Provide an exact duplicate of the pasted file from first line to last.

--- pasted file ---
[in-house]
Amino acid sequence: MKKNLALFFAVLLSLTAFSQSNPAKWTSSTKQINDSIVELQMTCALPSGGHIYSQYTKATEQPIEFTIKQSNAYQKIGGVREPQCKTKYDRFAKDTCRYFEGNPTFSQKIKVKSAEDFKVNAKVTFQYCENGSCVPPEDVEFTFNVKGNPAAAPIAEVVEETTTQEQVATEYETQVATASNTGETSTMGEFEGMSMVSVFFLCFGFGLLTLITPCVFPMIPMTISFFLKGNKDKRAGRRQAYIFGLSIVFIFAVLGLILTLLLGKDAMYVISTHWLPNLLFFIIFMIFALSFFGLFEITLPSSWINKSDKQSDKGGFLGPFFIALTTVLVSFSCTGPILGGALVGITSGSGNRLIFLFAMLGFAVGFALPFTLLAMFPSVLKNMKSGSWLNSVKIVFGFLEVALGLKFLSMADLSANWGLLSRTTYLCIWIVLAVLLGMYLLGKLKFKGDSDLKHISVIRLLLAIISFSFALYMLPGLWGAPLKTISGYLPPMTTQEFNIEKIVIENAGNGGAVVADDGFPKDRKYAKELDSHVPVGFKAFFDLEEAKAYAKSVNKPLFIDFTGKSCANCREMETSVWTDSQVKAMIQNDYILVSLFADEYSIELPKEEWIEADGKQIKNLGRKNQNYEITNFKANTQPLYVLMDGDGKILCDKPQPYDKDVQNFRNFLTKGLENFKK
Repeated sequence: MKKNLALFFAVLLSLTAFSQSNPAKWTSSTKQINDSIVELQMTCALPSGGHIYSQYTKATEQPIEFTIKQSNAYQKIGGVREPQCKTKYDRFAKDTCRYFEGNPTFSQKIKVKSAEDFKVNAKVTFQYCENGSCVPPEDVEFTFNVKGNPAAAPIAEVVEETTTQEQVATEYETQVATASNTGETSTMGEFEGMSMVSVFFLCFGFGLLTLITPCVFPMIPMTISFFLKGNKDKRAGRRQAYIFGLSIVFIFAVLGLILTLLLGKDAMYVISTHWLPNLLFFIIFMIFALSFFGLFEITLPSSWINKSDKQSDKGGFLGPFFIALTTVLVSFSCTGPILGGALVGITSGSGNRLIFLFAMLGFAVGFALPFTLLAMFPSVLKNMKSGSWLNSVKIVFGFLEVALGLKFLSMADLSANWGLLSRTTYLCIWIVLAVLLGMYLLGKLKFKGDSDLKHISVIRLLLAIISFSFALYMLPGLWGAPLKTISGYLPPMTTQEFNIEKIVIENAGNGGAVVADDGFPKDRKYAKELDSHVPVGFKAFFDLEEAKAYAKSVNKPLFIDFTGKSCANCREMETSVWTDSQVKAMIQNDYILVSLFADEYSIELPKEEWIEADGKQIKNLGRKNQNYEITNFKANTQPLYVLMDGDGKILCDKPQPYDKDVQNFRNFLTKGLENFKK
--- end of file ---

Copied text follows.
[in-house]
Amino acid sequence: MKKNLALFFAVLLSLTAFSQSNPAKWTSSTKQINDSIVELQMTCALPSGGHIYSQYTKATEQPIEFTIKQSNAYQKIGGVREPQCKTKYDRFAKDTCRYFEGNPTFSQKIKVKSAEDFKVNAKVTFQYCENGSCVPPEDVEFTFNVKGNPAAAPIAEVVEETTTQEQVATEYETQVATASNTGETSTMGEFEGMSMVSVFFLCFGFGLLTLITPCVFPMIPMTISFFLKGNKDKRAGRRQAYIFGLSIVFIFAVLGLILTLLLGKDAMYVISTHWLPNLLFFIIFMIFALSFFGLFEITLPSSWINKSDKQSDKGGFLGPFFIALTTVLVSFSCTGPILGGALVGITSGSGNRLIFLFAMLGFAVGFALPFTLLAMFPSVLKNMKSGSWLNSVKIVFGFLEVALGLKFLSMADLSANWGLLSRTTYLCIWIVLAVLLGMYLLGKLKFKGDSDLKHISVIRLLLAIISFSFALYMLPGLWGAPLKTISGYLPPMTTQEFNIEKIVIENAGNGGAVVADDGFPKDRKYAKELDSHVPVGFKAFFDLEEAKAYAKSVNKPLFIDFTGKSCANCREMETSVWTDSQVKAMIQNDYILVSLFADEYSIELPKEEWIEADGKQIKNLGRKNQNYEITNFKANTQPLYVLMDGDGKILCDKPQPYDKDVQNFRNFLTKGLENFKK
Repeated sequence: MKKNLALFFAVLLSLTAFSQSNPAKWTSSTKQINDSIVELQMTCALPSGGHIYSQYTKATEQPIEFTIKQSNAYQKIGGVREPQCKTKYDRFAKDTCRYFEGNPTFSQKIKVKSAEDFKVNAKVTFQYCENGSCVPPEDVEFTFNVKGNPAAAPIAEVVEETTTQEQVATEYETQVATASNTGETSTMGEFEGMSMVSVFFLCFGFGLLTLITPCVFPMIPMTISFFLKGNKDKRAGRRQAYIFGLSIVFIFAVLGLILTLLLGKDAMYVISTHWLPNLLFFIIFMIFALSFFGLFEITLPSSWINKSDKQSDKGGFLGPFFIALTTVLVSFSCTGPILGGALVGITSGSGNRLIFLFAMLGFAVGFALPFTLLAMFPSVLKNMKSGSWLNSVKIVFGFLEVALGLKFLSMADLSANWGLLSRTTYLCIWIVLAVLLGMYLLGKLKFKGDSDLKHISVIRLLLAIISFSFALYMLPGLWGAPLKTISGYLPPMTTQEFNIEKIVIENAGNGGAVVADDGFPKDRKYAKELDSHVPVGFKAFFDLEEAKAYAKSVNKPLFIDFTGKSCANCREMETSVWTDSQVKAMIQNDYILVSLFADEYSIELPKEEWIEADGKQIKNLGRKNQNYEITNFKANTQPLYVLMDGDGKILCDKPQPYDKDVQNFRNFLTKGLENFKK